- Consider low-cost or free alternatives. Nothing wrong at all with wanting to enjoy the fruits of your hard work. But also, don’t be hesitant to consider alternatives that don’t cost money. For example, you can still have a great evening going to a local free concert with friends.
- Budget in the fun: When you get in the habit of intentionally telling your money where to go, you can give yourself permission to spend. A balanced budget is key to that. This post on creating a budget you can be happy with will help you get there.
- Re-connect with your values. Don’t forget what’s really behind your desire for financial well-being. Whatever the value, lock in with it. Chasing the short-term spending euphoria will slow you down.
In order to reach financial well-being, you need to be in complete control of your money. Control means spending with intention, not being paycheck triggered into spending.
#2: Allowing stress to spend on your behalf
I get it. Maybe you’ve had a rough week and work was a real pain in the behind.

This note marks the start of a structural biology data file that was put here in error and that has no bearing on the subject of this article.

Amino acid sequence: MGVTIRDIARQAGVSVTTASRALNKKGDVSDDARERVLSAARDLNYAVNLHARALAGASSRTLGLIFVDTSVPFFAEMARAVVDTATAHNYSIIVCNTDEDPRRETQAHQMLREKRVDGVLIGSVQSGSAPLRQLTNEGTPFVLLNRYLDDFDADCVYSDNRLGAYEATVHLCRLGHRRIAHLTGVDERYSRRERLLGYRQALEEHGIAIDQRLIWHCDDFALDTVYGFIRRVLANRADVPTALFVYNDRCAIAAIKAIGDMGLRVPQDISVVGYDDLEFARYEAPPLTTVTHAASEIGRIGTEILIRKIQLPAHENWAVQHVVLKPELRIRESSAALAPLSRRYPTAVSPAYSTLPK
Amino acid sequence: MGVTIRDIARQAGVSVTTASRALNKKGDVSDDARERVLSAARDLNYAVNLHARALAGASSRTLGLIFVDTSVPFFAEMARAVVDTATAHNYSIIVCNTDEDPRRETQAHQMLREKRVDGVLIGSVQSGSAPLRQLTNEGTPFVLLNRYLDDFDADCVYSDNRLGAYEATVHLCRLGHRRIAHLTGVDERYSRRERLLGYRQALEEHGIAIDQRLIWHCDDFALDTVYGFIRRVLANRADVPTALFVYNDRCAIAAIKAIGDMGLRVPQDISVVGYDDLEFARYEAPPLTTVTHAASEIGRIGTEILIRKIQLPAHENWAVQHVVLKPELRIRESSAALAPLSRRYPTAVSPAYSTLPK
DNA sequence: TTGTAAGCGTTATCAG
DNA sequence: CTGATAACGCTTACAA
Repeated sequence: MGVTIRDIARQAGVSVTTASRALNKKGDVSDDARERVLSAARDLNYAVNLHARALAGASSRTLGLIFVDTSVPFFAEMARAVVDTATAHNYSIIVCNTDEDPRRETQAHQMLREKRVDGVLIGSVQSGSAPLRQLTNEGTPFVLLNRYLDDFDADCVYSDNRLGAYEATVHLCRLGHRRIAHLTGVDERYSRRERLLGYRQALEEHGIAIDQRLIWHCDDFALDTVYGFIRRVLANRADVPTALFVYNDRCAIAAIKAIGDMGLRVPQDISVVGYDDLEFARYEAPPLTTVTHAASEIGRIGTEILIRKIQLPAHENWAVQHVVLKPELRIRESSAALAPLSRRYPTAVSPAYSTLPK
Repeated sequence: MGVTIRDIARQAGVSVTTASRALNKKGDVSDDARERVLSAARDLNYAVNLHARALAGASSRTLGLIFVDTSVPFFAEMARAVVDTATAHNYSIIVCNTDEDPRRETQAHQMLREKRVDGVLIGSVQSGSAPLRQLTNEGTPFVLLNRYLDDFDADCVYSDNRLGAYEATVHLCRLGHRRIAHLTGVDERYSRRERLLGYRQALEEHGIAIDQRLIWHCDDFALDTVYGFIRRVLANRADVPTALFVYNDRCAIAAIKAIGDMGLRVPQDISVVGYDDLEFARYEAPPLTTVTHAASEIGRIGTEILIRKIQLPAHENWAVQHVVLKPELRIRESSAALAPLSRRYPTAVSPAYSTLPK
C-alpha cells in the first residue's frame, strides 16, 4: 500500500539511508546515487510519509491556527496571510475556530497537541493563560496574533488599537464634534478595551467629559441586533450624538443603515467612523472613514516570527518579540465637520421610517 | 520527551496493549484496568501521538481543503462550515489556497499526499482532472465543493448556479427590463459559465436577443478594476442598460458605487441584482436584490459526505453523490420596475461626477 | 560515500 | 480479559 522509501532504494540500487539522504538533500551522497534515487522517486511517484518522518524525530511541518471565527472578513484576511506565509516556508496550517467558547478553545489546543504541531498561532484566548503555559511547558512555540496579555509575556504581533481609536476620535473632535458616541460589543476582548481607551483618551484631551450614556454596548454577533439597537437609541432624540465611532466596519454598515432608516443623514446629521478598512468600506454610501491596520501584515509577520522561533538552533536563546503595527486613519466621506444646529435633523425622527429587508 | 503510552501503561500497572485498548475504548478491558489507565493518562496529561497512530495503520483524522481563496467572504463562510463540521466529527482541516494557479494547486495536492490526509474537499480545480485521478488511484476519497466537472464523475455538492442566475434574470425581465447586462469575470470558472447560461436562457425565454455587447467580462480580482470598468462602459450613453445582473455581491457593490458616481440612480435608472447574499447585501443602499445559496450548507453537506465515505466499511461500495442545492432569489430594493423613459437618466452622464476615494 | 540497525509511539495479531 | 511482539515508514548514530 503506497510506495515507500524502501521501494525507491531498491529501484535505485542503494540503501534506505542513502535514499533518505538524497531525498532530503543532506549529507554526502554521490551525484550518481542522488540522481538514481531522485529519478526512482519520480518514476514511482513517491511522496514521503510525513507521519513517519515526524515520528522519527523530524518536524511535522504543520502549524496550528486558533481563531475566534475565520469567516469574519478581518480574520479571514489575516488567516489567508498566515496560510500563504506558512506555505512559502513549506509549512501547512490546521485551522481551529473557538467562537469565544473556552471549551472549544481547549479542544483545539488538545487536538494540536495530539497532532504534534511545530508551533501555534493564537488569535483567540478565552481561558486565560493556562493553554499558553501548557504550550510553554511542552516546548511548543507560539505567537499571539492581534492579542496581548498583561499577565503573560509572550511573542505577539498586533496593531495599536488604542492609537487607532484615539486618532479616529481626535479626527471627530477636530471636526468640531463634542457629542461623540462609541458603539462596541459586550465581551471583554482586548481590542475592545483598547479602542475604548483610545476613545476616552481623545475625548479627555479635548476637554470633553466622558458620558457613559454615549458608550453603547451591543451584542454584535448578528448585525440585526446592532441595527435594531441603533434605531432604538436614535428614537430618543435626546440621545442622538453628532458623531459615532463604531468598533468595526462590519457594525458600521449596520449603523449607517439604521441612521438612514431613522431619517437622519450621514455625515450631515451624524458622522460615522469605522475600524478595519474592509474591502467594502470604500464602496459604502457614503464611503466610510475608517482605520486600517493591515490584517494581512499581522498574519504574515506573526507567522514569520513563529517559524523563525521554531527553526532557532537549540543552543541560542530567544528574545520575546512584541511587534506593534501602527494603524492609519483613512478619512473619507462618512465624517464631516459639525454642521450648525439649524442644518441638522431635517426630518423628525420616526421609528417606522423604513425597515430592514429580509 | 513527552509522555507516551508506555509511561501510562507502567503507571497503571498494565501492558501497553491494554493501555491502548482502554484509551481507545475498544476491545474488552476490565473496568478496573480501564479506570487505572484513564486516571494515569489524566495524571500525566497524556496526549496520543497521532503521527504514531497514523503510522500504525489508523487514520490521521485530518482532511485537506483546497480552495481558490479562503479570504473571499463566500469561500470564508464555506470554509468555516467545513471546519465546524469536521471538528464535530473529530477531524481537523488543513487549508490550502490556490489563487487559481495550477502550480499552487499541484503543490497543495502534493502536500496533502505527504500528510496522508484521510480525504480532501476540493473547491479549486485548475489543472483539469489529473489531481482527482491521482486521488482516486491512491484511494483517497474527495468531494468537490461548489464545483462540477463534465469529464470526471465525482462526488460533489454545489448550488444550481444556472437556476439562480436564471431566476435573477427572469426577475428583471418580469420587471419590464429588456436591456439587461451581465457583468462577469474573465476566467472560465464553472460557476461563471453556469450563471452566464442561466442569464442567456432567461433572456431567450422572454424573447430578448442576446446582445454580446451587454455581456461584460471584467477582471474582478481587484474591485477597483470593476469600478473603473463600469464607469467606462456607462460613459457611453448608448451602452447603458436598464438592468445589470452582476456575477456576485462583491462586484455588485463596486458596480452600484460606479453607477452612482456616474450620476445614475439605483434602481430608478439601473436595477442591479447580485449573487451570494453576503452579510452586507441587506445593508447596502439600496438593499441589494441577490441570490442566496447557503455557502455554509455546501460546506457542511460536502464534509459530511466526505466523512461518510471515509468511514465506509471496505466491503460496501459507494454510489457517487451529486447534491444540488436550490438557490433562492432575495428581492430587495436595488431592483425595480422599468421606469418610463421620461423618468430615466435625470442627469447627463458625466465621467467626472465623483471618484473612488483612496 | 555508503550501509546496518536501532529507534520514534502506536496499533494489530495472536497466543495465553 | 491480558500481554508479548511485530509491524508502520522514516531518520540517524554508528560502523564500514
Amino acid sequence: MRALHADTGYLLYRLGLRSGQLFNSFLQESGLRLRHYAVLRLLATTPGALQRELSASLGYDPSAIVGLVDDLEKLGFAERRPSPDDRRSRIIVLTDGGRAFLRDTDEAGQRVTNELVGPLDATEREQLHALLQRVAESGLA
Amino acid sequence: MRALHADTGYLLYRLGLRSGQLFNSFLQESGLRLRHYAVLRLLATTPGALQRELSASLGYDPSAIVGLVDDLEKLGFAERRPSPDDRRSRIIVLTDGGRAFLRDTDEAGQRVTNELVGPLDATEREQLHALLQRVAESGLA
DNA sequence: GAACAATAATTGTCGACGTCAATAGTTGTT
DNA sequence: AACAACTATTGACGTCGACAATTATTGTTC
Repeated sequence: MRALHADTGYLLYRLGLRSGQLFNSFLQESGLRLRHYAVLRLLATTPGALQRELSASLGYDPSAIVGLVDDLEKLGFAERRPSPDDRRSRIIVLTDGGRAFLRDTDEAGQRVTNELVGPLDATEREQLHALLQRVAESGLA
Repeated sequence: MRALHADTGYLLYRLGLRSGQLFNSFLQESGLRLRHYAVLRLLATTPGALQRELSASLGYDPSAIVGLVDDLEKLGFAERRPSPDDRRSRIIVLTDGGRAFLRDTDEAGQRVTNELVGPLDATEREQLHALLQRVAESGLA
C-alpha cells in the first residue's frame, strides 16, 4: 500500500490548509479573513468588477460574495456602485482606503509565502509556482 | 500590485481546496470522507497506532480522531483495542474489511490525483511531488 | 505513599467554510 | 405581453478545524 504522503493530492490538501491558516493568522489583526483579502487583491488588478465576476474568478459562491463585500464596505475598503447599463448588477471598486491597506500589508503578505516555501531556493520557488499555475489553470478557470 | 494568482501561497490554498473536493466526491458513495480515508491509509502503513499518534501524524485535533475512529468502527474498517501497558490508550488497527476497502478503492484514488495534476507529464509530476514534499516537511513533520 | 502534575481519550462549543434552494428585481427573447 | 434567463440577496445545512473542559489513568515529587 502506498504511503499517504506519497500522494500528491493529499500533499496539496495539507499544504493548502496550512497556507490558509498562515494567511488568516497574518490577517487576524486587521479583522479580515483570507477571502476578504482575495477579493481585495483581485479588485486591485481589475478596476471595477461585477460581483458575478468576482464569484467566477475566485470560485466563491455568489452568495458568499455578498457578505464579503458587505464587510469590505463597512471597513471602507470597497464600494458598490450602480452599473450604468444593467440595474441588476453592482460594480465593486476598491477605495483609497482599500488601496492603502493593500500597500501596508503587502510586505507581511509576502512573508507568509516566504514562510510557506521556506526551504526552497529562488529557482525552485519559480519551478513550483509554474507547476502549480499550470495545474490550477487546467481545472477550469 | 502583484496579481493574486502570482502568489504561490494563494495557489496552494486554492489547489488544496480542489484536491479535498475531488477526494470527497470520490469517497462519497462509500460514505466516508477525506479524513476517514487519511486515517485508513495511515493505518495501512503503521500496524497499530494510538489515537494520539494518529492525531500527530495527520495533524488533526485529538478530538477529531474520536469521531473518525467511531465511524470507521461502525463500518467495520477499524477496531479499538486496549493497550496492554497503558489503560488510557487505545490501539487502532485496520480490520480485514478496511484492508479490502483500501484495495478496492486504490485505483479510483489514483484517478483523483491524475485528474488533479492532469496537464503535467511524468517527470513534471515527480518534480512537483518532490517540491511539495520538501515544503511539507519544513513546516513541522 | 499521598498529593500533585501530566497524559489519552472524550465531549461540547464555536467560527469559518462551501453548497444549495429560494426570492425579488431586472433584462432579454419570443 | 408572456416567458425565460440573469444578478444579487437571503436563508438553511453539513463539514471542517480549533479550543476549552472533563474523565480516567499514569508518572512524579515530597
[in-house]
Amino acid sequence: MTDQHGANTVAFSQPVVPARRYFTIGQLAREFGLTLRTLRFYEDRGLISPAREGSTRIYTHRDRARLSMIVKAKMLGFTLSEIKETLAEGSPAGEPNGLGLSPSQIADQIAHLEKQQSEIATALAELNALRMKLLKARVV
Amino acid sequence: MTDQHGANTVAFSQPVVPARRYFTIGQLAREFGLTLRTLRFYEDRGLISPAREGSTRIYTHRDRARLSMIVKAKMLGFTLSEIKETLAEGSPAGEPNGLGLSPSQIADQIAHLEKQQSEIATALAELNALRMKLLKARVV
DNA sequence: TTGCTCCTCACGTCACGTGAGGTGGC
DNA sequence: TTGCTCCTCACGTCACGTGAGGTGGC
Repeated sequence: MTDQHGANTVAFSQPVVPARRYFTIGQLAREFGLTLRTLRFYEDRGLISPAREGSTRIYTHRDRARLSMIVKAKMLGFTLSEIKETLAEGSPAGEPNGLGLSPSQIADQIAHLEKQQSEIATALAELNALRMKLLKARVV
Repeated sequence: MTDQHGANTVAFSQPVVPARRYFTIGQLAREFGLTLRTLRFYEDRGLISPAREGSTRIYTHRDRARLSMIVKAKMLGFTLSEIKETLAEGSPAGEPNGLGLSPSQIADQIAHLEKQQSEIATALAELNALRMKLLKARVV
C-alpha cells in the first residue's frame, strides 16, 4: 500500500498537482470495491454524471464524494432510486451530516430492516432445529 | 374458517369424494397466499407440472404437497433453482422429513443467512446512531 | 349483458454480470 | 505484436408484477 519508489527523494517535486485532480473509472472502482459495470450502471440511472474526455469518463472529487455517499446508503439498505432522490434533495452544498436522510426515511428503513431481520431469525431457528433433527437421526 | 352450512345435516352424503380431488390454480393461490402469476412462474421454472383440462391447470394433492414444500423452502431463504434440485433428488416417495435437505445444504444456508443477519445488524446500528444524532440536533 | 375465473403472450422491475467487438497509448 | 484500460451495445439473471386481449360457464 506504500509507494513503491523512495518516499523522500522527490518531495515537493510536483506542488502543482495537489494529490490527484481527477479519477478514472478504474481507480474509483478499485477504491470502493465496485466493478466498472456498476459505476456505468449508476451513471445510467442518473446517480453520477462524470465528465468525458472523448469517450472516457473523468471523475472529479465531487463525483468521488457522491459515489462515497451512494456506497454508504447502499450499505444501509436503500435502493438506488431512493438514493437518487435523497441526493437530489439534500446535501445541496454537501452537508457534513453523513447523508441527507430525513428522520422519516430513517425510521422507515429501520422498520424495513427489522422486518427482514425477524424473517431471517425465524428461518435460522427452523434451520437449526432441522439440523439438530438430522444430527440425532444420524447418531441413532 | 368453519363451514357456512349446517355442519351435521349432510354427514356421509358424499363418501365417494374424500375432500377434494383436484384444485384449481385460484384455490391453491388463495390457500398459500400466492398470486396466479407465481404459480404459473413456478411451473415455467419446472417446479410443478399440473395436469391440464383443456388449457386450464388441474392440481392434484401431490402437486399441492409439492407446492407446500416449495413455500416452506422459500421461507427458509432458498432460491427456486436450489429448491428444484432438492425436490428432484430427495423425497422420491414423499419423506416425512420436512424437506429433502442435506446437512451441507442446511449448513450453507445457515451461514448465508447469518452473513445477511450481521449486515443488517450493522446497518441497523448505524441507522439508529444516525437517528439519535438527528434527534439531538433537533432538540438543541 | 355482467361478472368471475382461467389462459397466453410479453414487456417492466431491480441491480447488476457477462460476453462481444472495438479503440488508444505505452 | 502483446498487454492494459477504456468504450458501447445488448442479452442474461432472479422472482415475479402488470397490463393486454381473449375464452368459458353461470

The stress can mount and it can be easy to want to indulge in some retail therapy to soothe the pain.
Just like “should” spending, stress spending can be a slow killer on your pockets.
It may not happen immediately, but emotionally associating spending money with temporarily relieving stress can cost you a fortune over your lifetime.
Upfront, you have the cost of the item/service. If charged to a credit card, you may start heading down a path of increasing debt and incurring interest.
Beneath the surface, there’s also the cost of missed opportunities.
Every dollar you emotionally spend is a dollar not going towards improving your financial situation.
That’s robbing your efforts in paying off debt, stacking your savings, and investing.
Over time, that can end up costing you thousands or even tens of thousands in missed growth potential.
Is the temporary emotional numbing really worth all of that?
Having a go-to coping mechanism of spending highlights the need to check in with yourself to see what’s really behind it.
To help, try these approaches:
- Try to pinpoint when/why the behavior began. Start thinking back to when it all started and what triggered it. There was likely an earlier point in your life where this became a coping option.
- Observe spending patterns. Categorize what you typically stress spend on. This info can help you to focus in on problem areas.
- Determine the types of stress triggers, and the frequency. When you recognize what triggers it, you can proactively address the underlying root of the stress.
- Find healthier approaches to coping with stress: For example you can take a walk, hit the gym, or try talking with a friend. Finding a healthier and more productive alternative to coping with stress can protect your pockets and enhance your overall well-being.